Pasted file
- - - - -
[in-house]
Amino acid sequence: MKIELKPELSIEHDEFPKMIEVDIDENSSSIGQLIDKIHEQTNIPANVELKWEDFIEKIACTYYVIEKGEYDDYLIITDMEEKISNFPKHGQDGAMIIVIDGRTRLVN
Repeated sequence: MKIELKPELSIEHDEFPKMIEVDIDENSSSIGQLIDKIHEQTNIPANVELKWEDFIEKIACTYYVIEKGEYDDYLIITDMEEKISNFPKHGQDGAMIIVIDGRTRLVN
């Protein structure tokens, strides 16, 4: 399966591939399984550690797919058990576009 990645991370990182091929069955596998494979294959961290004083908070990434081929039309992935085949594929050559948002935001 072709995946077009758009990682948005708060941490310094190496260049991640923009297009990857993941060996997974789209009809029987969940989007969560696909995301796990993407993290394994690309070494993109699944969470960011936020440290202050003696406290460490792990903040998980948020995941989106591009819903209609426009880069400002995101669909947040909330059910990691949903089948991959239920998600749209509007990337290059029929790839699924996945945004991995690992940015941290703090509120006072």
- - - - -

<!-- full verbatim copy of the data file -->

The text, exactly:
[in-house]
Amino acid sequence: MKIELKPELSIEHDEFPKMIEVDIDENSSSIGQLIDKIHEQTNIPANVELKWEDFIEKIACTYYVIEKGEYDDYLIITDMEEKISNFPKHGQDGAMIIVIDGRTRLVN
Repeated sequence: MKIELKPELSIEHDEFPKMIEVDIDENSSSIGQLIDKIHEQTNIPANVELKWEDFIEKIACTYYVIEKGEYDDYLIITDMEEKISNFPKHGQDGAMIIVIDGRTRLVN
């Protein structure tokens, strides 16, 4: 399966591939399984550690797919058990576009 990645991370990182091929069955596998494979294959961290004083908070990434081929039309992935085949594929050559948002935001 072709995946077009758009990682948005708060941490310094190496260049991640923009297009990857993941060996997974789209009809029987969940989007969560696909995301796990993407993290394994690309070494993109699944969470960011936020440290202050003696406290460490792990903040998980948020995941989106591009819903209609426009880069400002995101669909947040909330059910990691949903089948991959239920998600749209509007990337290059029929790839699924996945945004991995690992940015941290703090509120006072």